As these economists pointed out, when we choose one commodity over another, we do not consider the general usefulness of that commodity. We do not, for example, consider the general utility of water—its role in supporting human life—when deciding how much we are willing to exchange for a specific amount of water. True, if we had to choose between all the water in the world and all the diamonds in the world, then we would choose water over diamonds, but rarely are we faced with this all-or-nothing situation. Instead, we confront commodities as they exist in specific quantities, or units, and how much we subjectively value a given unit of a given commodity depends on how we plan to use it.
Suppose we are deciding whether or not to purchase a gallon of water. How much we are willing to pay will be based not on the general usefulness of water but on the contribution that the additional gallon of water will make to satisfying our “marginal” wants. And this, of course, depends on how much water we already have. A man dying of thirst in a desert will value a gallon of water more highly than he would in normal circumstances, because he will use that gallon to sustain his life—rather than using it, say, to wash his car, which is what he might do in circumstances in which water is more plentiful.
Thus economic value ultimately depends not on the general usefulness of a commodity but on the specific usefulness—or marginal utility—of a given unit of that commodity in satisfying our most pressing desires. If water is abundant—that is, if most of our important wants are easily satisfied by the available water—then we will place a relatively low value on each additional unit of water, because that unit will be used to fulfill a want that we consider relatively unimportant. And if diamonds, while greatly prized, are normally scarce, then we will place a relatively high value on each additional unit of diamonds, because that unit will be used to satisfy a want that ranks high on our scale of preferences.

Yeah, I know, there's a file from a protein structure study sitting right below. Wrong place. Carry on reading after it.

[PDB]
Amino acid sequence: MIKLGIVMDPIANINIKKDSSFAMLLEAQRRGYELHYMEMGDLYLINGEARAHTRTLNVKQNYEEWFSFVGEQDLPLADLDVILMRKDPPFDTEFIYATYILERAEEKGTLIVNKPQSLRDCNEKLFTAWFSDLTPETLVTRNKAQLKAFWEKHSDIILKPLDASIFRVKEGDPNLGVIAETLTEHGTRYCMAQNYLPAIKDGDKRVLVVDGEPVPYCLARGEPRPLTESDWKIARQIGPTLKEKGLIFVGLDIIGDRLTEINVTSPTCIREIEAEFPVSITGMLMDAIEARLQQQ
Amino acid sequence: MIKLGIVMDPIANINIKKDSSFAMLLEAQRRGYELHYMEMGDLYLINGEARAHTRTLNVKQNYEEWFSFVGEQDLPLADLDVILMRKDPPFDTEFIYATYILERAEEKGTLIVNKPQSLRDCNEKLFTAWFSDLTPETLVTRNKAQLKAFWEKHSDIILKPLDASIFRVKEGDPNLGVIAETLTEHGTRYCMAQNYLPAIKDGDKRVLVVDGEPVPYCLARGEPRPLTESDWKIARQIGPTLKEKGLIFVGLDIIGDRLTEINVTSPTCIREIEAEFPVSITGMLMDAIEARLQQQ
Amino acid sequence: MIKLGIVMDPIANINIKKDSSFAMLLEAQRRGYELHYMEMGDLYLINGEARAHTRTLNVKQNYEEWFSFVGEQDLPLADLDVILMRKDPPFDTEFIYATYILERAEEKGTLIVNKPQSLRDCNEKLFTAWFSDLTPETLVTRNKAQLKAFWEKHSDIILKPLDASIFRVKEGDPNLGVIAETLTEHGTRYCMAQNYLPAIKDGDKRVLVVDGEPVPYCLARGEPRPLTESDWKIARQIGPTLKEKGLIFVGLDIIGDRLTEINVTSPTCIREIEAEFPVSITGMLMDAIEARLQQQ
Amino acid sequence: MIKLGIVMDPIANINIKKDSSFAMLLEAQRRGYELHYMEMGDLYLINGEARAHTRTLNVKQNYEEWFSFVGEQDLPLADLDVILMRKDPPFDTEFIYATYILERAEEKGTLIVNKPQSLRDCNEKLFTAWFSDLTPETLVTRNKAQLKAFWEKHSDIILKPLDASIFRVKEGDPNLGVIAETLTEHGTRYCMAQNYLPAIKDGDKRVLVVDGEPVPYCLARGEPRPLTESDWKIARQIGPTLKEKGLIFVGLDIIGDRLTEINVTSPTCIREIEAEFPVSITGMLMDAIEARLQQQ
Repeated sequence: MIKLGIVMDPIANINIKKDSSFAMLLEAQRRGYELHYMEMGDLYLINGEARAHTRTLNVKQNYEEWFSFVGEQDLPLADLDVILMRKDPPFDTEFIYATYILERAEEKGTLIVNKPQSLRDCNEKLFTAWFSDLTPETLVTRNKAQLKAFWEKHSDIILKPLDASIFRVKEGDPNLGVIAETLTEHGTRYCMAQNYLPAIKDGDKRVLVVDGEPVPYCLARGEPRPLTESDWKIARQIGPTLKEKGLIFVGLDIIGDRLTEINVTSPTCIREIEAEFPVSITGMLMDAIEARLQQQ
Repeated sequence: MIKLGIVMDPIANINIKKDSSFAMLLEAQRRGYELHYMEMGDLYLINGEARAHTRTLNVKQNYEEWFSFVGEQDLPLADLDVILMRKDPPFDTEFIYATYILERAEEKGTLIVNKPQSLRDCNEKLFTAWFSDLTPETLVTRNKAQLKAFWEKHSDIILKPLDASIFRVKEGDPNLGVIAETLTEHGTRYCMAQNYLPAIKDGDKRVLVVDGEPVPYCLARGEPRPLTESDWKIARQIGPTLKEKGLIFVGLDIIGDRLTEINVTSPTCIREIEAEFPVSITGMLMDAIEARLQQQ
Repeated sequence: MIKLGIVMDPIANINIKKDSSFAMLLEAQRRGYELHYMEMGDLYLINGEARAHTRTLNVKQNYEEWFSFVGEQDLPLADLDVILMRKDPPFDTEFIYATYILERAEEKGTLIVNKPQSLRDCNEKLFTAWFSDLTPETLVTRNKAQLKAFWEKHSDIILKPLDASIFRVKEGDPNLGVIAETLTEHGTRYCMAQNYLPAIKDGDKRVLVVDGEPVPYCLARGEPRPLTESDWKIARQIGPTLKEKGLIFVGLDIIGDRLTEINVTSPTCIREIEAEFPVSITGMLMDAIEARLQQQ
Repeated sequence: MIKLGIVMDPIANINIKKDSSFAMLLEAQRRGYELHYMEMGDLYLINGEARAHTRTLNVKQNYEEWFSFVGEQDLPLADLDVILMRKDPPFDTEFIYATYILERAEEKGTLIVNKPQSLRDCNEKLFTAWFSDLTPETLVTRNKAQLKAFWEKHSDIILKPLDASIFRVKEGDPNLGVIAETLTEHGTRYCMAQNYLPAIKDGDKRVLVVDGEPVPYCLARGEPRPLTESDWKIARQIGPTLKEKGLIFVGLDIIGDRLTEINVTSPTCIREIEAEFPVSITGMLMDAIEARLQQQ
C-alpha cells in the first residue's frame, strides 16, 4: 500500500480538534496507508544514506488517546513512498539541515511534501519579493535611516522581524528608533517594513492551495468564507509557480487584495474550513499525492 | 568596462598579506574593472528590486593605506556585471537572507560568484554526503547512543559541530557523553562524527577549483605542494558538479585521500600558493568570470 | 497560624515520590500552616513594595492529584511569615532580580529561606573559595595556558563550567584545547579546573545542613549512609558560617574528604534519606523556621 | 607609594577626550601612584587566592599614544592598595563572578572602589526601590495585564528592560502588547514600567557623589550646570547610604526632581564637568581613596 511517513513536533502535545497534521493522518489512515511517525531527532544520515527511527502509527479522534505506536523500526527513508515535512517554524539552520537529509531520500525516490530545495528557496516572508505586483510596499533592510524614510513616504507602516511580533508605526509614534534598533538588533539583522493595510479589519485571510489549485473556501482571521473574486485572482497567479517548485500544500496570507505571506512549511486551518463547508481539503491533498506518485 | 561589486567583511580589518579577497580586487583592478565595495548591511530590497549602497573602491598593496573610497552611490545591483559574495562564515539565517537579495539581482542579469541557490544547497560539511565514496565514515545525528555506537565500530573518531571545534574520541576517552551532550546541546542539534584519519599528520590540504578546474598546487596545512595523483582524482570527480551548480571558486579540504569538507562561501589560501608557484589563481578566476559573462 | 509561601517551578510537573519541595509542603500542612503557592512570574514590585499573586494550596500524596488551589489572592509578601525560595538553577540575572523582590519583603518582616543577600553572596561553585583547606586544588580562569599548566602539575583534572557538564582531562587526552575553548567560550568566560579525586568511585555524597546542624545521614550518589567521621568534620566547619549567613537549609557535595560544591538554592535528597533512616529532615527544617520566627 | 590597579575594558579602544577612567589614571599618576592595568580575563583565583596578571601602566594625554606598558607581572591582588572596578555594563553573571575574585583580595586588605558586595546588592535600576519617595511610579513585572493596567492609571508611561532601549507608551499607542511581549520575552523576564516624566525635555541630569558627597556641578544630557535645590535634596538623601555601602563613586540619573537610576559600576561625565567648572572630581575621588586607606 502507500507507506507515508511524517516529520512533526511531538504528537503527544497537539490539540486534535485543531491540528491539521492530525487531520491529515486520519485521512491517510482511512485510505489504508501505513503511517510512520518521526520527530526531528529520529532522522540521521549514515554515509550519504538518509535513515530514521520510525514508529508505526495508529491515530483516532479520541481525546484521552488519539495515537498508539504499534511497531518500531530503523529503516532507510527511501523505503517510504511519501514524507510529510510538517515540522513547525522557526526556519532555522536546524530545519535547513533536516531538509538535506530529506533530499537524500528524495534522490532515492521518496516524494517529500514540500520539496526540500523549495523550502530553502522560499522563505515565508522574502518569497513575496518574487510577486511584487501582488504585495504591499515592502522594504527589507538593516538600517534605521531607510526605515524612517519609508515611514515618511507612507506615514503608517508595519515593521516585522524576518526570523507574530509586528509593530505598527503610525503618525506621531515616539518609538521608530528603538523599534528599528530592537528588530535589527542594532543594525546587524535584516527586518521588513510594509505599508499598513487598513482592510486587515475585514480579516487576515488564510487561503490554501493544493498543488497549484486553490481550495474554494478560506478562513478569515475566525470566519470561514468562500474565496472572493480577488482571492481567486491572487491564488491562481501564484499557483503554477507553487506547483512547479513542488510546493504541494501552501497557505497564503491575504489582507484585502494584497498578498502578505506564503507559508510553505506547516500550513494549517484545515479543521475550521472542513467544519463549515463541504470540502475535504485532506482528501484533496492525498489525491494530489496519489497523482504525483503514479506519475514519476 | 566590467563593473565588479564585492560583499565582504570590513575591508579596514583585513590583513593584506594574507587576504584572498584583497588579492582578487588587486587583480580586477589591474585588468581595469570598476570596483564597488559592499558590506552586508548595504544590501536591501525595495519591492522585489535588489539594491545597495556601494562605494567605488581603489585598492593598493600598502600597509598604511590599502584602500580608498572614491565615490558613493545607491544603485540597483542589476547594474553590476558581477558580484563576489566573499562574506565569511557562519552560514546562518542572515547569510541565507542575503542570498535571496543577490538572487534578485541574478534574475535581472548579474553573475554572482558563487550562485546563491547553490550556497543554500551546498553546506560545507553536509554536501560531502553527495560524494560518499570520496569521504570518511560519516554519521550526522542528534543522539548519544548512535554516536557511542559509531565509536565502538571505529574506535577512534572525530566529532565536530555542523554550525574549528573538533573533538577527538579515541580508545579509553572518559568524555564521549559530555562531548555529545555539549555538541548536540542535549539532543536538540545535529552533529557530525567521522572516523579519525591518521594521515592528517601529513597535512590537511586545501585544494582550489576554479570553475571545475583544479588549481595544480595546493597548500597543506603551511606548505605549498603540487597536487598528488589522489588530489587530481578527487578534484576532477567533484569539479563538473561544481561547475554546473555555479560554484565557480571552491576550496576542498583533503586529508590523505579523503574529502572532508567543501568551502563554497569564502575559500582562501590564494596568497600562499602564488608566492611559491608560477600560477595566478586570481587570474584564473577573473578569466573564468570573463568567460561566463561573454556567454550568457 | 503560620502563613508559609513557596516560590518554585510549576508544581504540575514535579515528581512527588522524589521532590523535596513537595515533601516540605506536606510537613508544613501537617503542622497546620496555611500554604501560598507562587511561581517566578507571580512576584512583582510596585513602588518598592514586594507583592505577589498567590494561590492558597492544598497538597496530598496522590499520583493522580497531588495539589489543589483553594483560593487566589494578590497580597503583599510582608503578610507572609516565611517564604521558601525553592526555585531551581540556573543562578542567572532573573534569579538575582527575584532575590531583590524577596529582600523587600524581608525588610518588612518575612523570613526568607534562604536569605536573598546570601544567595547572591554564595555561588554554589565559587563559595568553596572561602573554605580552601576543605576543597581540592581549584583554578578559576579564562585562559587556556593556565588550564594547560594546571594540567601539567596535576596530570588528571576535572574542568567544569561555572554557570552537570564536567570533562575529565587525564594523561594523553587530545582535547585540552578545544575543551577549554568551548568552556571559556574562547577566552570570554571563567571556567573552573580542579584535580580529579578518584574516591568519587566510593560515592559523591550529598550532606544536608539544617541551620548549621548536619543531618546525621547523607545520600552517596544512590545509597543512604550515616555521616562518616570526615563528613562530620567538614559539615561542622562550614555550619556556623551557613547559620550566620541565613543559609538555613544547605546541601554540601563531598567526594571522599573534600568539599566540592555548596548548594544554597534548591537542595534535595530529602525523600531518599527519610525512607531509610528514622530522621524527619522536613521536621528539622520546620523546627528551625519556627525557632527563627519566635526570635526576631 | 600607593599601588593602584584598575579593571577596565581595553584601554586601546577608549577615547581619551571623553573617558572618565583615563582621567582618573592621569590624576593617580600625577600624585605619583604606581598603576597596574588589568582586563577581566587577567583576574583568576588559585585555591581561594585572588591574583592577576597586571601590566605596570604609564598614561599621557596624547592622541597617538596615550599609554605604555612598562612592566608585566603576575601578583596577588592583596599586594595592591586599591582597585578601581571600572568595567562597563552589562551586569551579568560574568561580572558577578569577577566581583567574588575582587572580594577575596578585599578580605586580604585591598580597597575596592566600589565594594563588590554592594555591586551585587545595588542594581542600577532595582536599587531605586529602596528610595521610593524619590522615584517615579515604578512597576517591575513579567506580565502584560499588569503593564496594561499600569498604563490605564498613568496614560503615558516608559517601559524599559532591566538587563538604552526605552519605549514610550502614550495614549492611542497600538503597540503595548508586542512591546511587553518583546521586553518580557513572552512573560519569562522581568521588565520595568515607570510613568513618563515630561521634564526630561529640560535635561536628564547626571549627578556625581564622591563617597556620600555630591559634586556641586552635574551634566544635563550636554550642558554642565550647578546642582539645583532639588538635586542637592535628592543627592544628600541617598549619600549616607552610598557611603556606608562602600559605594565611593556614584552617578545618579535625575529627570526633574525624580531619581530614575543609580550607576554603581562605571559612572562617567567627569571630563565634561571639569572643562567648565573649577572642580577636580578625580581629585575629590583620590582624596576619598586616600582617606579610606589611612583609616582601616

This is where the discussion of marginal utility by Carl Menger (1840-1921) is especially important if we are to appreciate what Ludwig von Mises had to say about economic calculation. Menger, who is generally acknowledged as the founder of the Austrian School, stressed the subjective nature of use value. The economic value of a commodity, argued Menger, depends ultimately on our subjective valuations, specifically, on how we assess the usefulness of a good in furthering our subjective goals. Economic science does not pass judgment on the true worth, or objective value, of an economic good. It does not, for instance, evaluate the “true” worth of water in relation to diamonds. Rather, economics takes as its starting point what people do in fact value, and it then analyzes the economic phenomena that emerge from this pursuit of subjective goals.
Menger’s distinctive contribution to marginal utility was his extension of this theory to what he called “goods of a higher order”—or what are sometimes called “capital goods” or “the means of production,” in contrast to “consumer goods.” Many economists had contrasted supply (or the factors of production) with consumer demand, as if these elements operated according to different principles of value. But this is incorrect, said Menger; ultimately the value of all higher-order goods depends on their role in producing consumer goods, those things that people use directly to satisfy their desires. “Goods of a higher order”—so-called because they fall higher than consumer goods on the scale of production—are indirect means of satisfying human wants. A steel factory may not produce anything that is directly used by the consumer, but it does satisfy consumer demand indirectly by providing the material for the building of cars and other goods that are directly used by the consumer.
Menger’s discussion of higher-order goods allowed him to apply the notion of marginal utility not only to consumer goods but to the factors of production as well. This insight proved essential to the Misesian argument that planners in a socialist economy will be unable to engage in rational economic calculation. Mises first advanced his argument in a 1920 essay, “Economic Calculation in the Socialist Commonwealth,” and he expanded upon it two years later in his seminal book, Socialism: An Economic and Sociological Analysis.
Pure socialism is a system in which there is no private ownership of the means of production; all production decisions are made by a central planning authority. Unlike a market system, in which capitalists and entrepreneurs can base their production decisions on the market prices of higher-order goods, the planners in a socialist economy have no such prices to guide them. What, then, can these planners substitute for market prices? What rational criteria can they use in determining which higher order goods are needed, and in what amount, in order to produce the desired consumer goods?
Without market prices to guide production, argued Mises, no rational calculation is possible. Thus the supposed rational economic planning of socialism (or any kind of planned economy) leads to economic chaos, to inefficiency and waste on a massive scale.